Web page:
Serious crisis of legitimacy

‘ If I were to remain silent, I would be guilty of complicity’——Albert Einstein.The unprecedented step taken by four honorable judges of Indian Supreme Court to go public has conveyed that Supreme Court administration was ‘not in order’. The maiden press conference addressed by justices J Chelameswar, Ranjan Gogoi, Korian Joseph and Madan B Lokur on Friday last has not only burst open the divisions in the apex court but also sent the warning that if nothing was done to preserve the independence of the judiciary then democracy in India was in danger. ‘They were convinced’, Justice Chelameswar said, ‘there was an immediate need to preserve the judiciary system in the country if democracy has to be protected’. The judges of formidable reputation emphasized that it was the ‘discharging debt to the nation’ that had got them here to speak in open. Underlining gravity of crisis the SC is hobbled with, justice Chelameswar said, ‘There are many wise men saying many wise things in this country. We don’t want wise men saying 20 years from now that Justice Chelameswar, Gogoi, Lokur and Kurian Joseph sold their souls and didn’t do the right thing by constitution’. They said that many things have happened in the last few months that have compelled them to put the facts before the nation. They released the seven page letter they wrote to the Chief Justice of India, Dipak Misra a couple of months ago, conceding that while he was the master of roster but that was ‘ not a recognition of any superior authority, legal or factual of the CJI over his colleagues’.

The core issue raised by the four judges is that CJI has violated the conventions and ‘selectively’ allocated cases. The manner the CJI has assigned the cases to the benches his colleagues found objectionable. The issue is serious since these four judges, together with the CJI, Dipak Misra, comprise Collegium, the highest decision making body of the judiciary. They allege a grave misconduct on part of the CJI. Their disquiet (in mild words) about CJI was piling up since months. What prompted the revolting judges to go to presser—as reported in Indian media—was listing of a petition on the sudden death of special CBI judge Brijmohan Loya who was hearing the Sohrabudin Sheikh encounter case, in which BJP president Amith Shah has been named and later on cleared. The petition seeking an inquiry into judge Loya’s death was heard by Justice Arun Mishra on the day ‘mutiny’ struck in India’s highest temple of justice. There were, in the backdrop of this case, other structural issues related to power of CJI, Memorandum of Procedure, appointments etc that the dissenting judges were not in agreement with the CJI and had raised their objections with him. In MCI (Medical Council of India) case, chief justice overruled the rostering of justice Chelameswar—second senior-most judge after CJI—and assigned the matter to a bench that he headed himself. To silence the dissenters, it was stated that ‘ CJI was master of roster’.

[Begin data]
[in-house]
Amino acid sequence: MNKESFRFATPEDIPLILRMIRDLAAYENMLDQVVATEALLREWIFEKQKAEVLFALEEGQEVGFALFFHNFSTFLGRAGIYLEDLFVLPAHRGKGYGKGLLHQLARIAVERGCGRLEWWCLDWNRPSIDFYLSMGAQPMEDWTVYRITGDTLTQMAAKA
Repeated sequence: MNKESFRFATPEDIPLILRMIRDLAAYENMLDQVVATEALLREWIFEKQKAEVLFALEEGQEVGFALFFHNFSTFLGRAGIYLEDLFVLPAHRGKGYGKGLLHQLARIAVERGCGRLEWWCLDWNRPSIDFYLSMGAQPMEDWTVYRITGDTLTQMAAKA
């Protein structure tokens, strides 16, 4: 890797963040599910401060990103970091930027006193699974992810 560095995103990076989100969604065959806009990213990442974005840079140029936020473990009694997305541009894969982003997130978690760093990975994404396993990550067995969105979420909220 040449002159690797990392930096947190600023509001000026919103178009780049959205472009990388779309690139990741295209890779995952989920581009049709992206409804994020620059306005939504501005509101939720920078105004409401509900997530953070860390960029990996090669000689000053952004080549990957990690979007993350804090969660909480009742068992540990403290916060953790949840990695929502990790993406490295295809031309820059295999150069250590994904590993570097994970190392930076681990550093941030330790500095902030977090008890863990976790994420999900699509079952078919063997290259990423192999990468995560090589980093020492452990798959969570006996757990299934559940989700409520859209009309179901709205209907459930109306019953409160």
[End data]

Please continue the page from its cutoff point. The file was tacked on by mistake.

From what has surfaced, it is too obvious that the judges have lost confidence in chief justice Mishra. The vexed issues flagged by the highly respectable judges are no trivial matters to be brushed aside. The distrust in the integrity of the court –and from within and from the most learned judges themselves— is alarming . It is not that a certain political party or some legal luminaries are registering their voice against the grave misconduct of the CJI and are worried about the future of democracy in India. Apart from pointing to ‘impropriety of the rostering’ (in other words charging the CJI that he is manipulating the outcome in some sensitive cases), the dissenting judges harbor strong fears of ‘superior authority’ – not far away from fascism—taking reigns of judicial system in India in future. That has forced them to stand up and be counted in times of crisis.

If all they have vented out gets addressed at the right place, then judiciary in India will see itself getting rejuvenated. But even in doing so press conference at Chelameswar’s residence have shown that all is not well in administration of justice in India. From now on any pro-government decision delivered from a bench allotted by CJI would be smudged with series of doubts. When the spring itself loses the purity of integrity, the streams flowing down would not look and do different.

Then there is another question, who will sit to deliver guilt against the chief justice? Indian constitution has, to possible limits, ensured independence of judiciary. Any attempt to lower the bar will be a golden opportunity for a government that wants, and is striving for, its maximalist control on all the institutions of the state. That has to be avoided at any case. So the best way for the court is to sort it out herself by addressing the points raised by the dissenters.